Only a hundred or so more days to go.
After day one of her hike up the Pacific Crest Trail—a winding path that stretches from the Mexican border all the way up the West Coast of the U.S. to the outskirts of Canada—Cheryl Strayed is seriously questioning her willpower. And her sanity.
But it was kind of a mental meltdown that got her here in the first place.
Her life has become a mess. She knows it, and everyone around her knows it. Before she set her feet down on this rough-cut trail, she had been on a self-destructive path of drug addiction and sex with strangers. It was a trek that had destroyed her marriage and sucked away her health. Maybe walking a thousand miles will set things straight.
If nothing else, this journey might give her a chance to think, to dissect the mistakes she's made, to salve the things that hurt the most. Maybe this exhausting slog filled with aching muscles, scraped knees and bloody feet will allow her to finally dig up all the stuff she's had buried down deep.
So she shrugs into her huge and agonizingly heavy pack once again. She takes the next step. She conquers the next mile. She embraces the next hour alone with her thoughts.
With only a hundred or so more days to go.
Cheryl clearly realizes that she has to fix things in her life before it runs completely off the rails and she ends up killing herself. "I ruined my marriage, and now I'm ruining the rest of my life," she laments. So, in a way, this hike becomes an extended therapy session where she sorts through the ugly things of her past and reaches for a sense of healing. Her choices don't change for the better overnight, or even over 100 nights, but at least she's stretching herself in ways she wasn't before.
Interestingly, the very man she cheated on and betrayed, her ex-husband, Paul, is one of the people who repeatedly sends her encouraging notes at ranger stations along the trail. We see in flashbacks that he and Cheryl's best friend, Aimee, tried to lend loving support whenever possible.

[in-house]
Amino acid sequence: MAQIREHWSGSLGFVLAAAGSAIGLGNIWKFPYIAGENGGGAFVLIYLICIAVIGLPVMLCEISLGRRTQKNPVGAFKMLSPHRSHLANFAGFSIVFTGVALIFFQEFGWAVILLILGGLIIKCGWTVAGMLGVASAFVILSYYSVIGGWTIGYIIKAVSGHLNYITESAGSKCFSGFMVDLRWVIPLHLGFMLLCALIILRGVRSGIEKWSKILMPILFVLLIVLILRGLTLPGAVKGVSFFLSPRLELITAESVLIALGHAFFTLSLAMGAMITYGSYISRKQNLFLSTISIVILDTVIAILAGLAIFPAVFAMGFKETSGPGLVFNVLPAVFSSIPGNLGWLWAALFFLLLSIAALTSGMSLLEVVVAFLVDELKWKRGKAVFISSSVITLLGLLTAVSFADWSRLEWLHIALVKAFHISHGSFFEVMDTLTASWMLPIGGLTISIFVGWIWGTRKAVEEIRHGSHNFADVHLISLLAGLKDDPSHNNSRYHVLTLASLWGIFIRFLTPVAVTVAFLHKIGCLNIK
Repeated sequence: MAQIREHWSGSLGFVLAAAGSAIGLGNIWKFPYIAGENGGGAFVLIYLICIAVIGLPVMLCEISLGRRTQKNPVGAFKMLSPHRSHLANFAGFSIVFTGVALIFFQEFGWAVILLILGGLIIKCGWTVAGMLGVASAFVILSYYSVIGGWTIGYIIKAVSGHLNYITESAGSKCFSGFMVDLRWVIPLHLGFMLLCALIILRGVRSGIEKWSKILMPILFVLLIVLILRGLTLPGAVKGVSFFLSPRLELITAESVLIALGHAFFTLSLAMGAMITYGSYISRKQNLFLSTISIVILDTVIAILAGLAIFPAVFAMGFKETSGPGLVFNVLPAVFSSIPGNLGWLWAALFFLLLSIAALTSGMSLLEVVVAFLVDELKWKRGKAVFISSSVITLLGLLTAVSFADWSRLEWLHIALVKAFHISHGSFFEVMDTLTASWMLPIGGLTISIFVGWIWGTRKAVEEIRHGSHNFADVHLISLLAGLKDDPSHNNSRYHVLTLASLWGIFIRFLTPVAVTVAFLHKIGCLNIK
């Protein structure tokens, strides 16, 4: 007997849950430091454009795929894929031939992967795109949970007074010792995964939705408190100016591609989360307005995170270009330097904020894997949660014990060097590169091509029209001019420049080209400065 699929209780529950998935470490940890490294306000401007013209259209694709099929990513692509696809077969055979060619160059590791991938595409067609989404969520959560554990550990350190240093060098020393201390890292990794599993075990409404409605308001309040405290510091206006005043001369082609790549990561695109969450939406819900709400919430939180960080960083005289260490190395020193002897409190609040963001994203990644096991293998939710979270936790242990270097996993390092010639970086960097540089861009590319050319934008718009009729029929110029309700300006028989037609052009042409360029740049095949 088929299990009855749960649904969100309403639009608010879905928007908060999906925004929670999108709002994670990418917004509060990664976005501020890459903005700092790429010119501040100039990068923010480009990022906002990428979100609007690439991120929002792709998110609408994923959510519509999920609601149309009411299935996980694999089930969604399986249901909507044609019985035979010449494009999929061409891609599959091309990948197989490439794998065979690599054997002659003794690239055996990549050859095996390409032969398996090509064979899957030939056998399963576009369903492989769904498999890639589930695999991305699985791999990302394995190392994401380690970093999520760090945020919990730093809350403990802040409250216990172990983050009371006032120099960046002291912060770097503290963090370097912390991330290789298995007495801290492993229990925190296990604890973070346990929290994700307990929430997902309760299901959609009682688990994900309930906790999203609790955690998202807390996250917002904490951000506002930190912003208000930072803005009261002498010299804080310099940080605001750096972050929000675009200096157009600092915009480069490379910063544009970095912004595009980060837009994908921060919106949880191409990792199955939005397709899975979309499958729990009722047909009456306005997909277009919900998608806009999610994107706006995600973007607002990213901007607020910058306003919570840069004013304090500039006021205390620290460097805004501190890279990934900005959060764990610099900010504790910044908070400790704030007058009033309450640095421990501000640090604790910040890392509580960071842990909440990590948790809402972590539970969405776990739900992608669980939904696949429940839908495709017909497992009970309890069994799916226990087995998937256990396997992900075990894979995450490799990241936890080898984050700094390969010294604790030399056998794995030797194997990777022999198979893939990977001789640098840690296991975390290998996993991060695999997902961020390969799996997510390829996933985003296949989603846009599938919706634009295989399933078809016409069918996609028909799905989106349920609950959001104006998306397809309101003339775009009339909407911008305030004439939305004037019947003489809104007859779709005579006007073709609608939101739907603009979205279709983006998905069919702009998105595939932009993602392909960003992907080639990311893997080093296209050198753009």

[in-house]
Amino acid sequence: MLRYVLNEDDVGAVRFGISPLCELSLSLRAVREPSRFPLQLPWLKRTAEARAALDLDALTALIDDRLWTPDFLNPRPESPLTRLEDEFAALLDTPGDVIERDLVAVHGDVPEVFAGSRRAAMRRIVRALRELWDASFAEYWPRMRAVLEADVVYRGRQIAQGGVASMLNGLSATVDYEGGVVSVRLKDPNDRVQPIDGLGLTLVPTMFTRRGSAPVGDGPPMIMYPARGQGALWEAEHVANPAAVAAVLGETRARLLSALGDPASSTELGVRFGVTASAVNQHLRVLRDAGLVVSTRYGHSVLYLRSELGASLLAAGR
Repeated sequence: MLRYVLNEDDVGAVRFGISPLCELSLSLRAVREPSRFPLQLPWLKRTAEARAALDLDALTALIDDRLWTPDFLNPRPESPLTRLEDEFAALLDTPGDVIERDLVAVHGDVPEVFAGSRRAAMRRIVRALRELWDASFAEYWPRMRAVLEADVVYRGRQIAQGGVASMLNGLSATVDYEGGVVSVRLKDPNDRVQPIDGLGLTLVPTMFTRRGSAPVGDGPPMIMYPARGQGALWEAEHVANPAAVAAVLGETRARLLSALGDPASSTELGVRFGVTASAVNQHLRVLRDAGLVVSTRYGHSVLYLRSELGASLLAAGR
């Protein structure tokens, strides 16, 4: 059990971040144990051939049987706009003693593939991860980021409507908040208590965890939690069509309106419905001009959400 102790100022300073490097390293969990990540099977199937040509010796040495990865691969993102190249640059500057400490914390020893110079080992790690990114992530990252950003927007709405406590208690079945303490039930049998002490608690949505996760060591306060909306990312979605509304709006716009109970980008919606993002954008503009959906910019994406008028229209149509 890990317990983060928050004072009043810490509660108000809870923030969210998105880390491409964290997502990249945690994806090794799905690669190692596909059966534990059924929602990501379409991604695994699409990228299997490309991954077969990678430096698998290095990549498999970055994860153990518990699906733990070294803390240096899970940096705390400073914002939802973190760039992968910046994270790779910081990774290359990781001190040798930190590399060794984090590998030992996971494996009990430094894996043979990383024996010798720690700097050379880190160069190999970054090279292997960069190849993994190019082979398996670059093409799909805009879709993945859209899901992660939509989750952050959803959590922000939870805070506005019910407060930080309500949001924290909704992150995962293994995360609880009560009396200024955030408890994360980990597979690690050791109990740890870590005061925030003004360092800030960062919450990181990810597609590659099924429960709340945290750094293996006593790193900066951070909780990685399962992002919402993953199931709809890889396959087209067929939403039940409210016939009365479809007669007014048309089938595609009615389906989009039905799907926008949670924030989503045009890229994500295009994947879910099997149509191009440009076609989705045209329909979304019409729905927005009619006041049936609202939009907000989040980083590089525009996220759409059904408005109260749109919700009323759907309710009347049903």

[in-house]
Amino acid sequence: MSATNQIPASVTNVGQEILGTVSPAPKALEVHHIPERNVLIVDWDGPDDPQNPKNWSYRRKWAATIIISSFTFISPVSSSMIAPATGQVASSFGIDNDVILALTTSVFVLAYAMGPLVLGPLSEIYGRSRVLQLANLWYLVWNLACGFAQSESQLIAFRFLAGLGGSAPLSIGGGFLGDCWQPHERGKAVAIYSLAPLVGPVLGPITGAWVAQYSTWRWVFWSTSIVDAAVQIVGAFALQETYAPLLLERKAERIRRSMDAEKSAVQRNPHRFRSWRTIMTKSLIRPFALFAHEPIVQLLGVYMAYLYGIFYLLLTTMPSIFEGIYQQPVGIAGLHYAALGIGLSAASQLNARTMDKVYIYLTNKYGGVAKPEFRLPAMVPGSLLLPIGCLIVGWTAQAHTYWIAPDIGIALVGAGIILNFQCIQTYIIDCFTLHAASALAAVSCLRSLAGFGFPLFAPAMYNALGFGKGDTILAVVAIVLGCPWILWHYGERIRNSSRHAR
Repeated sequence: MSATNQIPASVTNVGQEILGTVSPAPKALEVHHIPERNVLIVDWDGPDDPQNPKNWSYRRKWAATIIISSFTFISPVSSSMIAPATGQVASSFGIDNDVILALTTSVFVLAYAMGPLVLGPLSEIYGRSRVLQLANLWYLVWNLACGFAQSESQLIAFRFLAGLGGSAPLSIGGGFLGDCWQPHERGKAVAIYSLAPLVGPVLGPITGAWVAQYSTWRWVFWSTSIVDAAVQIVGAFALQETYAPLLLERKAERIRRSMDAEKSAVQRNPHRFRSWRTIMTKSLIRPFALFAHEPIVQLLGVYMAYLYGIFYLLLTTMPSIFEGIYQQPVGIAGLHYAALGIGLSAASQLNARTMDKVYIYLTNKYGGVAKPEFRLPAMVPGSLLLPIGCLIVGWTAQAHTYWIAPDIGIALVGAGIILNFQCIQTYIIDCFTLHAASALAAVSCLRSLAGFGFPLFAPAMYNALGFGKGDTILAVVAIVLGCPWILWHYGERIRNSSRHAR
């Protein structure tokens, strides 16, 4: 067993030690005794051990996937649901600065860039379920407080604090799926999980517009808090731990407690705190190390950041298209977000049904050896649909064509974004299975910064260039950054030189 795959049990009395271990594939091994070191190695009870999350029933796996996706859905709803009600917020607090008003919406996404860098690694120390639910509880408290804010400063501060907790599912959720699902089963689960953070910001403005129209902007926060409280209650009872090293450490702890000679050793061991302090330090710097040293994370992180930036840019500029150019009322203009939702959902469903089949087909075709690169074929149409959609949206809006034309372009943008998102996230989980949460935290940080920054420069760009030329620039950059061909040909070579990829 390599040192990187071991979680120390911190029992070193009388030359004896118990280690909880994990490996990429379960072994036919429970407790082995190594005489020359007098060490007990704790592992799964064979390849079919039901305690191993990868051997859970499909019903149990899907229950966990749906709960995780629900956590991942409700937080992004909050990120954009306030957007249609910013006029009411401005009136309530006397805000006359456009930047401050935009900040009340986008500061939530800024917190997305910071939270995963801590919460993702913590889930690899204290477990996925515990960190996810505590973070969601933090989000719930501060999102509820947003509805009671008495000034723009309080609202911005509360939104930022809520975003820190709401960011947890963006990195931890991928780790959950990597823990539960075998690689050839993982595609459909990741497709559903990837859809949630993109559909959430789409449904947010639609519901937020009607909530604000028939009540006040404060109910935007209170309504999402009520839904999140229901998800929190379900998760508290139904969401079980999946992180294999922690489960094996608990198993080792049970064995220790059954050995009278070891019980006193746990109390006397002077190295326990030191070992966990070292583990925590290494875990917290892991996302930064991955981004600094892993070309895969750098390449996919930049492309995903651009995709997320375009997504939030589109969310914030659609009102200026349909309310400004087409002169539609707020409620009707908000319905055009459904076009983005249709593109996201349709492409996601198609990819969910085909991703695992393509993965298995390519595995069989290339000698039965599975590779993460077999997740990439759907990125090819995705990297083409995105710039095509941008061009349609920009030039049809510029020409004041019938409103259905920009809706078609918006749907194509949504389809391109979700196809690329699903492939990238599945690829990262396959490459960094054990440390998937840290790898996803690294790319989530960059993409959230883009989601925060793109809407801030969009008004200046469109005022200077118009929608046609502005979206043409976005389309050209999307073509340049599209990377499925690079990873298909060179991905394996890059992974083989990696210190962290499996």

Other flashback scenes reveal tender and loving moments between Cheryl and her ever optimistic mother, Bobbi. We learn that Bobbi had struggled through her own challenges—including raising two young kids on her own after leaving an abusive husband—but she never wavered in reaching for her "best self." She tried to instill that determination in Cheryl as well. And it's obvious that this loving woman had a lasting impact on both her kids. Cheryl later wonders if all the foolish things she did had to happen so she could eventually find her way back to becoming the woman her mother raised.
Even as a teen Cheryl recognizes her mom's value. And her brother says of their mom, "The past few years, I've acted like she was nothing to me, but actually she was everything." Near death, Bobbi continues to live up to that kind of adulation by donating her corneas to the hospital to give to another patient.
Physical journeys can sometimes have a spiritual effect on people. But Cheryl isn't someone who's open to supernatural epiphanies. When Bobbi's health gives out, a woman tells Cheryl she'll pray for her. Cheryl, on the other hand, has no place in her heart for God. In fact, when she finally "prays" for her worsening mother, she and her brother address "the universe." Later, when she gets lost along the trail, she balks at the idea of giving God any credit for getting her back on the right path. "As if He gives a s---!" she spits.
In multiple flashbacks we see Cheryl in realistically rendered and often drugged-out sex scenes that usually find her completely naked or topless and her various male partners (sometimes more than one at a time) near naked as well. Graphic motions and sounds accompany the scenes. And she doesn't completely distance herself from such casual sex acts while on the trail. She meets an attractive man in a town she walks into and quickly ends up in his bed as he gives her oral sex. She included a12-pack of condoms in her backpack, and she says, "I'm sorta like a guy about sex. Sorta detached."